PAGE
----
12 Signs and Symptoms Other symptoms can include ☻Lower abdominal discomfort ☻The urge to urinate ☻ The vaginal mucosa often is deeply erythematous. ☻ The cervix is friable and diffusely inflamed, sometimes covered with numerous petechiae ("strawberry cervix").

13 Signs and Symptoms Men: ☻ Urethritis and, more rarely, epididymitis or prostatitis can develop in infected males ☻ Most are asymptomatic. ☻ Reinfection is common. Trichomonas vaginalis is considered an important cofactor in amplifying human immunodeficiency virus transmission.

14 Diagnosis Finding trophozoites ☻ Finding trophozoites In women: vaginal discharge In the male: urethral discharge, prostates secretions, centrifuged urine. Methods: direct smear or culture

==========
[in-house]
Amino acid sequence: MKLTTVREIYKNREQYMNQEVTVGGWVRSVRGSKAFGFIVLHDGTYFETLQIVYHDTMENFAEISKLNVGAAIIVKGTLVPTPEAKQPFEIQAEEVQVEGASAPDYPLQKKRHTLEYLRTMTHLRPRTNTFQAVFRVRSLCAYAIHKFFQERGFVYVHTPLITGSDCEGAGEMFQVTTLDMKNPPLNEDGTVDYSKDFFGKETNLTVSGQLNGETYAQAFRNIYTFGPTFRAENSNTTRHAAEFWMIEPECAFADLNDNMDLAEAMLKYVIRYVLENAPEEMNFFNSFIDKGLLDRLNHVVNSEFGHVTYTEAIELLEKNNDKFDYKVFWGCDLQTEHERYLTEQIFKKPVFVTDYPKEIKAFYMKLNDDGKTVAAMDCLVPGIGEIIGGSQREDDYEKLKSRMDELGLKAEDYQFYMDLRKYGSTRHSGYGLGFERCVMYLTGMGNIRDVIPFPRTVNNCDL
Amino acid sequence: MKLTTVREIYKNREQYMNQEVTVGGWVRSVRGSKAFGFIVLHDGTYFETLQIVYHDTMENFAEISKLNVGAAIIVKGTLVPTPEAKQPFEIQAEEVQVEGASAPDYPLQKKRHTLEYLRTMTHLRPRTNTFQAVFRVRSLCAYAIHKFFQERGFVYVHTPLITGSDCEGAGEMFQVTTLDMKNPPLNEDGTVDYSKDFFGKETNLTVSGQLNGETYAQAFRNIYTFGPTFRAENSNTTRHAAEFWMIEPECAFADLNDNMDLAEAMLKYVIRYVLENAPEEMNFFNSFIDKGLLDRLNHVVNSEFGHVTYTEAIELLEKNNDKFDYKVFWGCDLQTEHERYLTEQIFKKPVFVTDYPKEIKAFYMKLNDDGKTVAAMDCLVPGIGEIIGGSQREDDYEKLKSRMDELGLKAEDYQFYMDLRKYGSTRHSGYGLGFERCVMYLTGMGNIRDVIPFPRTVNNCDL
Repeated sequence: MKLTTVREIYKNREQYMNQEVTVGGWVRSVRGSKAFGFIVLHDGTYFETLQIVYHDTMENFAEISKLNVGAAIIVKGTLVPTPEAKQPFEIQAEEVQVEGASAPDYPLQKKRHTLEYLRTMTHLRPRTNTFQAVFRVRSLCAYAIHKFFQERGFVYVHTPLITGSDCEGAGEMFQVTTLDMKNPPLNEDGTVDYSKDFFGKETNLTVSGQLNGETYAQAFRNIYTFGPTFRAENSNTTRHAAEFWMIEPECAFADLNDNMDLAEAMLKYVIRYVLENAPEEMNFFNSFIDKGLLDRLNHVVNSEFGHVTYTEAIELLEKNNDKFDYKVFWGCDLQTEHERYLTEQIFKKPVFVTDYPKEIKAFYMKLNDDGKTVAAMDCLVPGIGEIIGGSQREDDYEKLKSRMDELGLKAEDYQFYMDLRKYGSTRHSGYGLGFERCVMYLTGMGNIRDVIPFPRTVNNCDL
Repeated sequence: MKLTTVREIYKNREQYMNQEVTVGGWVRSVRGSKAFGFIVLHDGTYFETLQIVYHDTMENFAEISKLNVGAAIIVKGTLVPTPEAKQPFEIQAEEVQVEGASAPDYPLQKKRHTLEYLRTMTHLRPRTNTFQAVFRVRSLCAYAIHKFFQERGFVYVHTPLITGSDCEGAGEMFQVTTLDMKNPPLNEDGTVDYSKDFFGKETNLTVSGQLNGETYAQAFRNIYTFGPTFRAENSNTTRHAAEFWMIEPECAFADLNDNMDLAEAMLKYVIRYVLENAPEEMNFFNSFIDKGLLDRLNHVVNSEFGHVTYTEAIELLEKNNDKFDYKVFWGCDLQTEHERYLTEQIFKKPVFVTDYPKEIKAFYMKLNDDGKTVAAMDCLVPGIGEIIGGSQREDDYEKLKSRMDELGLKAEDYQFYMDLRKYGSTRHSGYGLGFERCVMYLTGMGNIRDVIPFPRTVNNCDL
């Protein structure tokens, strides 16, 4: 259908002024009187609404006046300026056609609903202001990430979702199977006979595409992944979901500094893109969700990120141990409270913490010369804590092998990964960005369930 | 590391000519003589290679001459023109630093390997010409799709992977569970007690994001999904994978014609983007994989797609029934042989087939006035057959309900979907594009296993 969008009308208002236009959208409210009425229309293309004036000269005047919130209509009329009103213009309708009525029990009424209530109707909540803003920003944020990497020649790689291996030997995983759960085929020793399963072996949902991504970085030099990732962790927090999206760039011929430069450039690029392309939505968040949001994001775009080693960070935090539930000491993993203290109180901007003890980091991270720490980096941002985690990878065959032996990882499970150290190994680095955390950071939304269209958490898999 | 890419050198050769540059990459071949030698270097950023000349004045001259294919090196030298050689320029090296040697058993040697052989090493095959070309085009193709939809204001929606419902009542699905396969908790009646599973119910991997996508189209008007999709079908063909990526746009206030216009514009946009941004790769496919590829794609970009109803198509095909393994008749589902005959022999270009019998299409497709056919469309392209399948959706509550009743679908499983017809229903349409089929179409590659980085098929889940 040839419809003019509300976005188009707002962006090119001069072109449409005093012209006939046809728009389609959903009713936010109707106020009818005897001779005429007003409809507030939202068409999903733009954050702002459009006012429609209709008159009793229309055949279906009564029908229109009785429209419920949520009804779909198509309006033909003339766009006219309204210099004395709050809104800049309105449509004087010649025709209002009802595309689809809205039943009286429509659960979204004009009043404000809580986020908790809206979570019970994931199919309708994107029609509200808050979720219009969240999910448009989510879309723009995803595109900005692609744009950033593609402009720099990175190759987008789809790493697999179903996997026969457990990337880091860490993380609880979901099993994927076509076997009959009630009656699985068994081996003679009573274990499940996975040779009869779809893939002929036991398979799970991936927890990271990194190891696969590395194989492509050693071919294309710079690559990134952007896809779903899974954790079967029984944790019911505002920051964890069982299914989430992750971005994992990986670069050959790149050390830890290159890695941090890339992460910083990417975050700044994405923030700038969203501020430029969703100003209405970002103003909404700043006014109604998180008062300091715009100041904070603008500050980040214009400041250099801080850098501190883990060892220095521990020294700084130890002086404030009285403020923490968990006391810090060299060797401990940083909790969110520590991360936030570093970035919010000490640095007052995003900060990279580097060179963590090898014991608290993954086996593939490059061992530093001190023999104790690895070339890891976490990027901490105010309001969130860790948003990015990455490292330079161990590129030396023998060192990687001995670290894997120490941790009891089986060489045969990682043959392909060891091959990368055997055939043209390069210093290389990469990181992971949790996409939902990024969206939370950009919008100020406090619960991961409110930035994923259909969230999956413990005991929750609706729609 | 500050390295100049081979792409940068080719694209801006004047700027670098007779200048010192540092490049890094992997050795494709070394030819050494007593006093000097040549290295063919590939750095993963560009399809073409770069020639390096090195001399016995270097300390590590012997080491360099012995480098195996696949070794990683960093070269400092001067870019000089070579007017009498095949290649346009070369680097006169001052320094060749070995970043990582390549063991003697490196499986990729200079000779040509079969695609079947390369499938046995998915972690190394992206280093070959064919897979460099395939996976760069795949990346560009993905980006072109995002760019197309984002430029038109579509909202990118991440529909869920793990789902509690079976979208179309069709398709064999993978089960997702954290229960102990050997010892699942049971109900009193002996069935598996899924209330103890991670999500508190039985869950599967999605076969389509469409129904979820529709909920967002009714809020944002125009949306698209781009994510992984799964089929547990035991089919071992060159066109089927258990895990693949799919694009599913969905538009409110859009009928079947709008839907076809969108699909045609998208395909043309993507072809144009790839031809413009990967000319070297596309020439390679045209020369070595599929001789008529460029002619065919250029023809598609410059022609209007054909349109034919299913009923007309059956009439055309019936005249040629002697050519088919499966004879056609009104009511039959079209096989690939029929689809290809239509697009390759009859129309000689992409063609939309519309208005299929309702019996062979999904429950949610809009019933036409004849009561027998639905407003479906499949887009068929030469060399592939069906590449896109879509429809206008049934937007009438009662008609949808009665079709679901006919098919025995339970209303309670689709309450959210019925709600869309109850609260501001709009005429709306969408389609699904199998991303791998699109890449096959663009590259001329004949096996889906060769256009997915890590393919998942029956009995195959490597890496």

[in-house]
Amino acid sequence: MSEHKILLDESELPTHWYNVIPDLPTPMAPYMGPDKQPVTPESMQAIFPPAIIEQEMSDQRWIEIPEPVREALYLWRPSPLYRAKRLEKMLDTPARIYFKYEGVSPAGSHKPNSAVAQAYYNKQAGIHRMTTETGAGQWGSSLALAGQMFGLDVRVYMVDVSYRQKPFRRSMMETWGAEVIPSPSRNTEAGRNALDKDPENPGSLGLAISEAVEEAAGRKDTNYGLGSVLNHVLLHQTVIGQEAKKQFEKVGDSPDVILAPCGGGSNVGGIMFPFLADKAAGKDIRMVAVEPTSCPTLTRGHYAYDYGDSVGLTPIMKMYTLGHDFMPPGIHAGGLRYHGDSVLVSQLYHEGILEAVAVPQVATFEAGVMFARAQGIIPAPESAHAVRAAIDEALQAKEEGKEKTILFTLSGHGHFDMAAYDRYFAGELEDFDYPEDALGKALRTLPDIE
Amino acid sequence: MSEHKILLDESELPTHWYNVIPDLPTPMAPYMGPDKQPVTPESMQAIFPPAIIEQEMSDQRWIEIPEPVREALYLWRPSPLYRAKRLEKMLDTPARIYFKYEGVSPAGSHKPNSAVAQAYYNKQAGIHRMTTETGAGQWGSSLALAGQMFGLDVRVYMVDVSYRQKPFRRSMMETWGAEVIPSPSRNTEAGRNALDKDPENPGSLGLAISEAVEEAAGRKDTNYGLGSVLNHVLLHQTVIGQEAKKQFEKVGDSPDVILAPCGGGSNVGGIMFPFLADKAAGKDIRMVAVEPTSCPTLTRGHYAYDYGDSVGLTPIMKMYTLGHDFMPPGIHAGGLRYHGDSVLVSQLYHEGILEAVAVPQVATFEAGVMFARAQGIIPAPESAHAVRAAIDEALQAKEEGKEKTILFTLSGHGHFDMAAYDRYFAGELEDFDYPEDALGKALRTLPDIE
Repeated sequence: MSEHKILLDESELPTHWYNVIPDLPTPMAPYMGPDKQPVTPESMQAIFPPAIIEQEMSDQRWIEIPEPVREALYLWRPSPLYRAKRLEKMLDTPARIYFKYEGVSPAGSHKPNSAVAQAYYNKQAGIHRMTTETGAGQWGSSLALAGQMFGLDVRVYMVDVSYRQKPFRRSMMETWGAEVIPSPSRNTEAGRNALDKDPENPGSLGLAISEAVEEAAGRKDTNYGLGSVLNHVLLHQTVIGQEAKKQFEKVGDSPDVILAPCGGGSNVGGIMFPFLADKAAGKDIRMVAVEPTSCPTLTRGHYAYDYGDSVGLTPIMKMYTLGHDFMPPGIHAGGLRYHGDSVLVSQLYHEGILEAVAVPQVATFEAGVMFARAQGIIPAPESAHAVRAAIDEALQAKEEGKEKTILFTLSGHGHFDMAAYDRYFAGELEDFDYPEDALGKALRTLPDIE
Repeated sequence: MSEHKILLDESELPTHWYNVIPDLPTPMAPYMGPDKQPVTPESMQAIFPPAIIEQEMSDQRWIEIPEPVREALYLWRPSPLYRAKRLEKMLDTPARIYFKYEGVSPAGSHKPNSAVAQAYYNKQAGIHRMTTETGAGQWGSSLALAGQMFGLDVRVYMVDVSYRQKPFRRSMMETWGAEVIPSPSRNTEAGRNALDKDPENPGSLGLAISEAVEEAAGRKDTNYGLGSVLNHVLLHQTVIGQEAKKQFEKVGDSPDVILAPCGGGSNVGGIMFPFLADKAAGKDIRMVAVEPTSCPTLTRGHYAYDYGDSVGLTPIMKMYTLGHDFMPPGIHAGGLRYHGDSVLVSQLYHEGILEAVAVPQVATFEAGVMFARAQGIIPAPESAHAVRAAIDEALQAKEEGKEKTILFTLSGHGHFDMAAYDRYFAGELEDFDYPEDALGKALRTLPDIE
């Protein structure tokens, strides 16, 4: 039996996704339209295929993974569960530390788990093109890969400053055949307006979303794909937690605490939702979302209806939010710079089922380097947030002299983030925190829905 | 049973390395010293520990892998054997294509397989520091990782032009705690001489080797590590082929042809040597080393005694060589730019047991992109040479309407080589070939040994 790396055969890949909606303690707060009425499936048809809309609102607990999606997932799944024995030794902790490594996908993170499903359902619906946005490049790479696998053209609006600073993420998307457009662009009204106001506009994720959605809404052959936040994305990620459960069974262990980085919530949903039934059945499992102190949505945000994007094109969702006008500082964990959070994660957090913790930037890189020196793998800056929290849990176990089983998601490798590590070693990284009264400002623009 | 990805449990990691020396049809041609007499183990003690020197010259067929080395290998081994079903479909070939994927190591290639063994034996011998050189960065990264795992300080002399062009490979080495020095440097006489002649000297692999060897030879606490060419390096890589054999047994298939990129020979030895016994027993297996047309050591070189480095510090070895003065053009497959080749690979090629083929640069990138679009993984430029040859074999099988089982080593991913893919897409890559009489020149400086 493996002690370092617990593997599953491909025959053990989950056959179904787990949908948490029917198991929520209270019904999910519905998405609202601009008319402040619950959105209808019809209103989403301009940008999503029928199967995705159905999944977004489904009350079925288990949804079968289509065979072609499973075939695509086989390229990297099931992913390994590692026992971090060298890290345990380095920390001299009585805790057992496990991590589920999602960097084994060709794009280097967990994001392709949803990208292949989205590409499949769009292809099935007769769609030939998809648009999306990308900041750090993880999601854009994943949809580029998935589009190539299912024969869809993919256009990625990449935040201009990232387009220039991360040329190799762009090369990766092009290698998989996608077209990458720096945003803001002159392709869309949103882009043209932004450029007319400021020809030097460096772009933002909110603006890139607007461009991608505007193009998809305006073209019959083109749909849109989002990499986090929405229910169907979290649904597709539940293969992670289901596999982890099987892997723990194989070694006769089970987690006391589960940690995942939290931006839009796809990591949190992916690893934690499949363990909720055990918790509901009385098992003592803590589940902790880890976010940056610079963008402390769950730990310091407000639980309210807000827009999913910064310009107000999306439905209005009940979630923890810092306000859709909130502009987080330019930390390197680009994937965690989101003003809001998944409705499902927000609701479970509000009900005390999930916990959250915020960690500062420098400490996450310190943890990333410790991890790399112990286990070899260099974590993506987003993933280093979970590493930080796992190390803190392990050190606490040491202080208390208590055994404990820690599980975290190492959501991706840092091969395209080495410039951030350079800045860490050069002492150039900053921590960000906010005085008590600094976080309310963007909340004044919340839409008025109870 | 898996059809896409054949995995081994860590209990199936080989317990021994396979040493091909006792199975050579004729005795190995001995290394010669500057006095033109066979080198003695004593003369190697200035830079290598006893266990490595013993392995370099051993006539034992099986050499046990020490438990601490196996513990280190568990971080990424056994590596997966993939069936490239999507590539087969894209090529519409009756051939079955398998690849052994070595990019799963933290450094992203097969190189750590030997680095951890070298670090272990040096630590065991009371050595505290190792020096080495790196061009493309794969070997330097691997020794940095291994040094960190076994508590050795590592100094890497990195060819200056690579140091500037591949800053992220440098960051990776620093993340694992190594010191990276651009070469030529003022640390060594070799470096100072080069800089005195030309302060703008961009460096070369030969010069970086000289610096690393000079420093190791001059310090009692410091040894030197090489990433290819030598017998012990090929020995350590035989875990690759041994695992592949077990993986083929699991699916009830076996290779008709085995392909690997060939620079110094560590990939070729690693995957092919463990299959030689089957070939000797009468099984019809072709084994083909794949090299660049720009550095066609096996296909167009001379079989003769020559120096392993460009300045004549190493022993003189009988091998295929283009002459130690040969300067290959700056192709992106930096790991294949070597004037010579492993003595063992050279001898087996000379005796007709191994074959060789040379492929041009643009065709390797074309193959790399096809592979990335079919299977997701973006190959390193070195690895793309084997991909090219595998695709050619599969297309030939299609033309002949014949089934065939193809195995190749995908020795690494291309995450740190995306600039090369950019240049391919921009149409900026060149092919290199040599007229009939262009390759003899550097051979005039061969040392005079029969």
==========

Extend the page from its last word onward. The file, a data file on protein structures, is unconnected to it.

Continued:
15 T. vaginalis Microscopic Diagnosis ☻ Microscopy –Saline wet mount 50-60% sens in women, 30% sens in men, low specificity –Pap smear 50 % sensitivity, 90% specificit Low PPV in low prevalence pop

16 T.vaginalis Culture Diagnosis In-Pouch TV 85-95% sens in women, >95% spec 60 % sens and high specificity in men

17 T. vaginalis Antigen Detection OSOM Trichomonas Rapid Test (Genzyme Diagnostics, Cambridge, MA) ☻ 10 min point-of-care test ☻ 83.3% sensitive 98.8% specific vs. culture ☻ (wet mount 71.4% sensitive)

18 T. vaginalis Molecular Methods ☻ PCR >90% sensitive and >95% specific for females >90% sensitive and specific for males Culture 70% sensitive vs. PCR

19 Recommended Treatment by CDC ☻ Metronidazole 2 g ………orally in a single dose OR Tinidazole 2 g …………… orally in a single dose Alternative Regimen ☻ Metronidazole 500 mg orally twice a day for 7 days Patients should be advised to avoid consuming alcohol during treatment with metronidazole or tinidazole. Abstinence from alcohol use should continue for 24 hours after completion of metronidazole or 72 hours after completion of tinidazole.

20 Free Living Amebas

21 Small free-living amebas belonging to the genera : ► ► Acanthamoeba ► ► Naegleria occur world-wide.